The trailer was just released, so see for yourself!
You can watch it in higher resolution on the Apple Trailer site.
As it so happens, I've seen the whole flick, because of reasons (fine, I can divulge this much: In the near future I'll be doing some work with the team that created it—and no, I can't say just what for the moment, but I will say I'm not in the movie, nor did I help with its production in any way). It's really good! Like I said before, it's different: It's done half documentary style, half movie narrative. The format works very well, giving the movie a heightened sense of suspense.
The special effects are fantastic, and the cast is excellent (for example, it stars Sharlto Copley from District 9. Bear McCreary did the music, too (he scored Eureka, Defiance, Battlestar Galactica, and much more). I wasn't sure what to expect sitting down to watch it, but I was impressed. The science is very good, which is no surprise since they had JPL scientists as advisers on it.
It'll be available for download on iTunes on June 27, and in theaters on Aug. 2.
Posted Tuesday, May 21, 2013, at 7:45 AM
The storms that swept through Oklahoma yesterday left astonishing devastation in their wake. The live video and photos taken from the ground are horrifying, grim, and heart-breaking.
Whenever there is some sort of terrible weather event, one of the first things I do is check the satellite imagery to see what the system looks like, and how wide-spread it is. And every time, I forget how different things look from space. The contrast is shocking, even when you expect it.
That’s a Geostationary Operational Environmental Satellite (GOES) infrared image of the Oklahoma area taken on May 21, 2013 at 00:15 UTC (May 20 at 7:15 p.m. local time), shortly after the region was being slammed by a monstrous tornado. This wavelength of light emphasizes water vapor at an altitude of about 6 – 10 kilometers (4 – 6 miles), and is a good tracer of high-elevation winds, the jet stream, and of course storm activity.
From this height—the GOES satellites orbit at 35,800 km (22,300 miles) above the Earth’s surface—the terrible effects of this violent system are not only invisible, but replaced with a kind of serene and delicate-looking beauty that is one of the biggest ironies of which I know. It’s even more so for hurricanes, which possess a symmetry and frightening majesty.
[Update (May 21, 2013 at 15:30 UTC): The MODIS instrument on NASA's Aqua Earth-observing satellite took this much higher-resolution visible-light image at 19:40 UTC, just as the tornado was getting started.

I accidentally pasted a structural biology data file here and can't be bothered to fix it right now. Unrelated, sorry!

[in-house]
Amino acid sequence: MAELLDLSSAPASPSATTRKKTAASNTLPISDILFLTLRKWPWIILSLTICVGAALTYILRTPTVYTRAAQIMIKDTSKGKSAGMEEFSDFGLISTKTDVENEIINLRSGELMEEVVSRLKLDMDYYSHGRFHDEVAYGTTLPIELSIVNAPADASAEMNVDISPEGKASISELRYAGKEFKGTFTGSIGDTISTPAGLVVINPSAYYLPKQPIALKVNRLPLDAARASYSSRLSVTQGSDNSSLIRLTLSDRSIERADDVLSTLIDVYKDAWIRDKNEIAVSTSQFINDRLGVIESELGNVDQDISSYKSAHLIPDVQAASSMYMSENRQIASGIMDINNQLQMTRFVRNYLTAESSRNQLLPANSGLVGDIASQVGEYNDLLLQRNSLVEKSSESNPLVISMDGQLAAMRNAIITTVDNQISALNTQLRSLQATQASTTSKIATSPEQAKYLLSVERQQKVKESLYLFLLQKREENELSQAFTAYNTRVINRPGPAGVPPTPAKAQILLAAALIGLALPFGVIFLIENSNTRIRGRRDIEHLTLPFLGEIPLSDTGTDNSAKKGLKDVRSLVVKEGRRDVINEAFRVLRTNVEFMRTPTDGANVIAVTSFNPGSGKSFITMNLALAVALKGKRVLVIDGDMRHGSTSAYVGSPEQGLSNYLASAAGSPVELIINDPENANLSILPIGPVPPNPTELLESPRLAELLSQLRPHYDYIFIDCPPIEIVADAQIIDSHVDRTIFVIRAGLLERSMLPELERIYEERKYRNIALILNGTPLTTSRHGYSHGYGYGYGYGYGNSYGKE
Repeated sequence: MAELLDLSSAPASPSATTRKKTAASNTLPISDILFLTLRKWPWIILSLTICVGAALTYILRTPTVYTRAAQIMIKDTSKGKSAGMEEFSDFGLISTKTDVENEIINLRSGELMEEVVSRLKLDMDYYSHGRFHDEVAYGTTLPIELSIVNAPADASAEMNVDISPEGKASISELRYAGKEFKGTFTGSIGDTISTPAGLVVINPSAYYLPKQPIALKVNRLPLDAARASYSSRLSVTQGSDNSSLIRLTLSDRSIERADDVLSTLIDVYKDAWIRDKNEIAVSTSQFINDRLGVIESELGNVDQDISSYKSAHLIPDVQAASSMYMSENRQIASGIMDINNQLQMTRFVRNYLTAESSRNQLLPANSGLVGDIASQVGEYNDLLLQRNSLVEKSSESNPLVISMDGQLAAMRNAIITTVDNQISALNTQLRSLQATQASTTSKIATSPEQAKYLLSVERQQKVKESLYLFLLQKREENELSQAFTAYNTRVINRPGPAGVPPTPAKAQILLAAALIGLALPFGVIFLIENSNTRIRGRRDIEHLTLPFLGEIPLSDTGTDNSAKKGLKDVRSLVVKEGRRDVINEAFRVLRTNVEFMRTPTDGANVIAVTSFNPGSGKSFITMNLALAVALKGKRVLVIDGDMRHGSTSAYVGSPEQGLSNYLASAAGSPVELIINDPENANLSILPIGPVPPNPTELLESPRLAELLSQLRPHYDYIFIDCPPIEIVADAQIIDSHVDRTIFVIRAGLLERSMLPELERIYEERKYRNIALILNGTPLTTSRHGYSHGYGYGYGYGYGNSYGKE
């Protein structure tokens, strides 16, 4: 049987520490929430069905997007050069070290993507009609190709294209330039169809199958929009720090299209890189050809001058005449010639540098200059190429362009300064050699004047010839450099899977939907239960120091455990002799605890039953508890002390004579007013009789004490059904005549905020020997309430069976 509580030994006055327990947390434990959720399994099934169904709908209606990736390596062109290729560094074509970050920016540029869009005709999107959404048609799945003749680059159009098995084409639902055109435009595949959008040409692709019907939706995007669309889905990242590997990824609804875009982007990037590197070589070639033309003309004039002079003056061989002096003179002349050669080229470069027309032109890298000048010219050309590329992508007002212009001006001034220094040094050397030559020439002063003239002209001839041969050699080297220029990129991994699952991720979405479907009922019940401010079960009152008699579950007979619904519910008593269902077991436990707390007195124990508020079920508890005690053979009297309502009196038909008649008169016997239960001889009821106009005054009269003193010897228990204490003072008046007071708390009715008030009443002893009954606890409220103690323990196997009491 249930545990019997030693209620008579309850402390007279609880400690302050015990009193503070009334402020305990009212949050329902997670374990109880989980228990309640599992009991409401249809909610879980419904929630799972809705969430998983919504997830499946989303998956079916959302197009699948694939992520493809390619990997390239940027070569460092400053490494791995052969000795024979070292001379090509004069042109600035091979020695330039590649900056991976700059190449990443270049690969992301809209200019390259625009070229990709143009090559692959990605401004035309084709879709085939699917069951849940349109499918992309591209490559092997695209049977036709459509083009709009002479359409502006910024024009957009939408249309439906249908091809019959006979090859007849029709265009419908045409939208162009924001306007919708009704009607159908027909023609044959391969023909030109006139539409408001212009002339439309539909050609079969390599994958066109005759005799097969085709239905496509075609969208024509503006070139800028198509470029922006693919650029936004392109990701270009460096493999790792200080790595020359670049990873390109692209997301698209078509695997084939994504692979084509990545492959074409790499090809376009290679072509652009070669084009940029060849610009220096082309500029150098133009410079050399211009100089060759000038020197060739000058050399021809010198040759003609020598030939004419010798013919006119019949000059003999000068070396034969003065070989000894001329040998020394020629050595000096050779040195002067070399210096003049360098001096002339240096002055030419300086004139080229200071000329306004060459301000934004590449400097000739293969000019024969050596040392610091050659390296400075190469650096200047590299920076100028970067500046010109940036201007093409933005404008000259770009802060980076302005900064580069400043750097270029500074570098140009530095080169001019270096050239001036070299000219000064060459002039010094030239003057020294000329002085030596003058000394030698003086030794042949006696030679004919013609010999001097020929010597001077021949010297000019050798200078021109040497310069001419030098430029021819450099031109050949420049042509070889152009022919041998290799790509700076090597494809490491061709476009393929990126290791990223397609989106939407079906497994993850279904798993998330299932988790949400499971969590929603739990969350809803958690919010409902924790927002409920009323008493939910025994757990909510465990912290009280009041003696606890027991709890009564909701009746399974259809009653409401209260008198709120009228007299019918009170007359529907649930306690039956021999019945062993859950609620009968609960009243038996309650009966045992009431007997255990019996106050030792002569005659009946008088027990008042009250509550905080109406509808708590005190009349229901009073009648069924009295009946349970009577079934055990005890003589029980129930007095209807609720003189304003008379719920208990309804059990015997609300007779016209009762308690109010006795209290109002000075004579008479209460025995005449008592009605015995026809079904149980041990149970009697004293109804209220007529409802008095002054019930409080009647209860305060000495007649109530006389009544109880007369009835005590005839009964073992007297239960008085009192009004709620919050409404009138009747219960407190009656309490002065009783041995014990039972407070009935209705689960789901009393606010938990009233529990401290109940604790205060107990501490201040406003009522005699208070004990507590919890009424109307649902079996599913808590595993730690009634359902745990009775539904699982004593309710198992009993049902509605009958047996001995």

The full-resolution version makes the case for the contrast between horror and beauty even more vivid.]
Satellite images like these have been and still are helping meteorologists get a better handle on dangerous weather, and even though it is not yet an exact science, it’s far better than it once was, and will get better yet. I hope that there will come a day when we will know precisely where and when violent weather will hit, and be able to give people enough time to seek shelter so that tragedies like yesterday will be avoided.
My heart goes out to all those affected by this weather. If you want to help, the Take Part website has a list of organizations that are in the area giving support.
Thanks to my friend Jessica for the link to Take Part.
Posted Monday, May 20, 2013, at 11:51 AM
Galaxies, on the whole, are very pretty. I find that interesting, actually; we didn’t evolve to see galaxies with our naked eyes, and they exert no selective pressure on us to breed, so when we find them so attractive it must be coincidence. Their shape, color, and structure just so happen to fit our definition of beauty. Appreciating the art of the Universe is a collateral benefit of evolution.
And then there’s this galaxy, prosaically named J125013.50+073441.5 (after its coordinates on the sky). I have to admit I’m admiring its strange appeal.
Photo by ESA/Hubble & NASA, M. Hayes
What an odd thing! It's located about 500 million light years away, and has clearly suffered a massive collision—while it does have spiral arms, the overall structure is a mess, indicating some large disturbance happened not too long ago. Most likely another galaxy came along, and the mutual gravity of the two drew them together, creating chaos in their structures. There’s no other nearby galaxy in the image, so I suspect the two wound up merging, and we’re catching it a few hundred million years after the event. The ring in the center and the small straight spurs around it are relatively common features seen in the aftermath of collisions as well, formed by the gravitational interaction of one galaxy as it plunges into another.